Prepare to head home from “Djembe!” – the irresistibly engaging interactive music show now at the Apollo Theater – with callouses on the palms of your hands and a giant grin on your face.
- Stories by Author
- Stories by Hedy Weiss
Stories by Hedy Weiss
Now receiving its Chicago debut, this full-length fairy tale production created for American Ballet Theatre is a frothy, visually lavish confection sure to generate either a light-headed sugar rush or a serious sugar coma.
“The Absolute Brightness of Leonard Pelkey” is a wildly creative story about a familiar message brought to life by Chicago actor Joe Foust’s effortless storytelling skills, comic sensibility and emotional range.
Fearsome choreography, dazzling dancers and innovative sound and music marked the Chicago debut of Gauthier Dance in a stunning program at the Harris Theater.
This edgy new play by Sharyn Rothstein, making its world premiere at Northlight Theatre, deals with the most primal human needs – for shelter, security, a sense of self-worth and love.
And: Composer Alan Menken charms Auditorium audience
Alan Menken performs his delightful one-man show to a packed house in the Loop as his first hit musical, “Little Shop of Horrors,” receives a terrific production on the North Side.
Here is the looming question: How could three great talents (Stephen Flaherty, Lynn Ahrens and Terrence McNally) go so completely wrong with this Broadway musical “inspired by” the 1997 animated musical film?
In this electrifying revival directed by Seret Scott, Ntozake Shange’s groundbreaking work has never been so sharply defined in terms of character, language and overall narrative drive.
For years now, Jackie Taylor has reminded Black Ensemble audiences that “going to the theater is like to going to church.” In her latest production, this sentiment takes on a decidedly literal meaning.
“Stomp!” based its show on the notion that you can make a joyful noise with everything from brooms to kitchen sinks. Mayumana builds on that concept with some great bolts of 21st century electrification.
This unapologetically old-fashioned coming-of-age story – with a creative team that includes Chazz Palminteri, Alan Menken, Robert De Niro and Jerry Zaks – is a poignant and insightful look at the complex relationship between fathers (whether real or “surrogate”) and sons.
Lift a glass and make a toast to the musical and verbal talents of some Emerald Islanders who have arrived on the shores of Lake Michigan for brief stays.
This is one of those productions that makes you wish the show’s composer and writer would make a quick trip to Chicago to see their work in what might just be its ideal incarnation.
From the performers’ dazzling technical skill and emotional conviction to the sophistication and complexity of each choreographer’s work, this program of four world premiere works was remarkable on many levels.
Alvin Ailey American Dance Theater returns to Chicago with three different lineups, including an opening program that captures its illustrious history with an absolutely fascinating, generation-shifting juxtaposition of two pieces.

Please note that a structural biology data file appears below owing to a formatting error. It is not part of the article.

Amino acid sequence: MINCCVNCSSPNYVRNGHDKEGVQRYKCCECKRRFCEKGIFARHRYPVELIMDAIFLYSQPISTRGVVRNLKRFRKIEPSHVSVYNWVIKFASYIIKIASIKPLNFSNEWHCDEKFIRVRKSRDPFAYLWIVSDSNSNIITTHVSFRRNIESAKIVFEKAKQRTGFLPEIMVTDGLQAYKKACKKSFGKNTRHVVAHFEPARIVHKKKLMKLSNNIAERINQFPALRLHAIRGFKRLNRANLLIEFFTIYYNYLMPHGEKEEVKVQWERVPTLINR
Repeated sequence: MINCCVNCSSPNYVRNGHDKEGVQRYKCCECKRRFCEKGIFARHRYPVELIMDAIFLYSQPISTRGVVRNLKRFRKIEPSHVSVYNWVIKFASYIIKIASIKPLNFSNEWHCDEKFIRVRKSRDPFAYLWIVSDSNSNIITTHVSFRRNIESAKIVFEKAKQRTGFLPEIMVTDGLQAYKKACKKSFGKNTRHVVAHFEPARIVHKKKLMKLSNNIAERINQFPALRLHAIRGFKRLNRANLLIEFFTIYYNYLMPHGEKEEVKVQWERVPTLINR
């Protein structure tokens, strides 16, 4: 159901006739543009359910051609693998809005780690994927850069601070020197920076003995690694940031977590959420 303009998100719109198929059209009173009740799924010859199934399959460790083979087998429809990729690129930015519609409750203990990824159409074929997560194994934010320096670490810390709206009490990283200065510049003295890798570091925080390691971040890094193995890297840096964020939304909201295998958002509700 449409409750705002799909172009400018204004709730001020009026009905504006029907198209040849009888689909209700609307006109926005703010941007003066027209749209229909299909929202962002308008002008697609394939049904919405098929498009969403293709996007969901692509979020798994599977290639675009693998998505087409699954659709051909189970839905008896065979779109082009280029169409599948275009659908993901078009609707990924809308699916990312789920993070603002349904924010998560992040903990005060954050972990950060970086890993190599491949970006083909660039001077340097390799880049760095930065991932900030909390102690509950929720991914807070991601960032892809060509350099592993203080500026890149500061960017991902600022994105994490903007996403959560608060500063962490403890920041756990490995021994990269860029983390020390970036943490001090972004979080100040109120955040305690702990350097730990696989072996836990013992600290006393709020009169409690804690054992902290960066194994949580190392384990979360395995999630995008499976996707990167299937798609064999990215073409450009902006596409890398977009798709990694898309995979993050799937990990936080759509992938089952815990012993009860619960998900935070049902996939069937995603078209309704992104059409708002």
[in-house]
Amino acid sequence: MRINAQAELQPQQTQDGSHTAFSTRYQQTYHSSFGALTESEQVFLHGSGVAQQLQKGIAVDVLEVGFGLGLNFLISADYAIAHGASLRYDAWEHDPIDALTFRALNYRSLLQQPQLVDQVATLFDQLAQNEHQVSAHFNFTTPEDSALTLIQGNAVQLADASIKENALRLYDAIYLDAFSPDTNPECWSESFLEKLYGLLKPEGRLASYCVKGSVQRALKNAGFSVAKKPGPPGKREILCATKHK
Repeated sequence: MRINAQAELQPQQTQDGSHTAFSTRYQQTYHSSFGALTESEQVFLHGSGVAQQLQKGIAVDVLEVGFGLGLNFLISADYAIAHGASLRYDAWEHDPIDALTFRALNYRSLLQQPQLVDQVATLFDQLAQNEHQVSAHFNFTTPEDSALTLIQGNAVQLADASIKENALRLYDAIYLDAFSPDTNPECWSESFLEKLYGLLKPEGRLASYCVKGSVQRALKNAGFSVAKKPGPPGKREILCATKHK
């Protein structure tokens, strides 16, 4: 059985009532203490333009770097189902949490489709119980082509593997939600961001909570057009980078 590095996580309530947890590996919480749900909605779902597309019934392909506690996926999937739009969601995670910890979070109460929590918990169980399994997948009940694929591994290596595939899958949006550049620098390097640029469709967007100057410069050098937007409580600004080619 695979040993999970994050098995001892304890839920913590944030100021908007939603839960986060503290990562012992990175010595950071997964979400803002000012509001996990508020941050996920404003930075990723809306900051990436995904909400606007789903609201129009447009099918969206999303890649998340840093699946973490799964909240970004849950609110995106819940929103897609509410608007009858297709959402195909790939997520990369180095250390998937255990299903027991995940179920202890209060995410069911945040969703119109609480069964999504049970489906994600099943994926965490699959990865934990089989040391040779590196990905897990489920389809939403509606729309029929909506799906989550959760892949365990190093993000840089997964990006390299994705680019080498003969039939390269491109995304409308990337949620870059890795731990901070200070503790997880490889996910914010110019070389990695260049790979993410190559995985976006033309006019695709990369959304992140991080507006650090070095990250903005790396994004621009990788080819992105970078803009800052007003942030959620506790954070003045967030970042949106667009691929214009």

A stunning program interlaced the formidable talents of dancers and choreographers from each company, suggesting that the two, if not quite identical twins, are the very closest of kissing cousins, different only in some distinctive rhythmic impulses.
British director Richard Jones has attempted to yank Handel’s rarely mounted Baroque opera into a more modern era by devising a wholly gratuitous, meaningless and needlessly coarse vision of the work. I just didn’t buy it.
Akram Khan’s “Giselle” is a hypnotic stunner that injects a primal scream into a story of romantic betrayal and class warfare whose mystical element has long captivated audiences.
From flamenco to contemporary to ballet, dance takes over Chicago area stages this month.
This feverishly verbal play, now receiving its world premiere at Lookingglass Theatre, poses some epic, cosmic questions while capturing the more familiar aspects of family relationships and identity crises. But it supplies no answers.
The CSO’s current program features two radically different pieces: American composer William Schuman’s haunting “Symphony No. 9” and Mozart’s glorious “Requiem in D Minor.”
“Twilight Bowl” is a telling depiction of a crucial transitional period in the lives of a cross-section of young women who are at once lost and found in the American heartland.
Stephanie Alison Walker’s new play serves as a chilling reminder of a particularly horrific period in Argentina’s history when, from 1976 to 1983, that nation was under the thumb of a brutal military dictatorship.
The beauty of this production goes beyond the absolute glory of Giuseppe Verdi’s impassioned, vocally demanding score. And while the voices are uniformly superb, so is the almost conversational style of acting.
The harmonies, dissonances and inflections of the conversations among the four men who form Ma Rainey’s fractious band are something of a spoken-word blues opera in this Writers Theatre revival.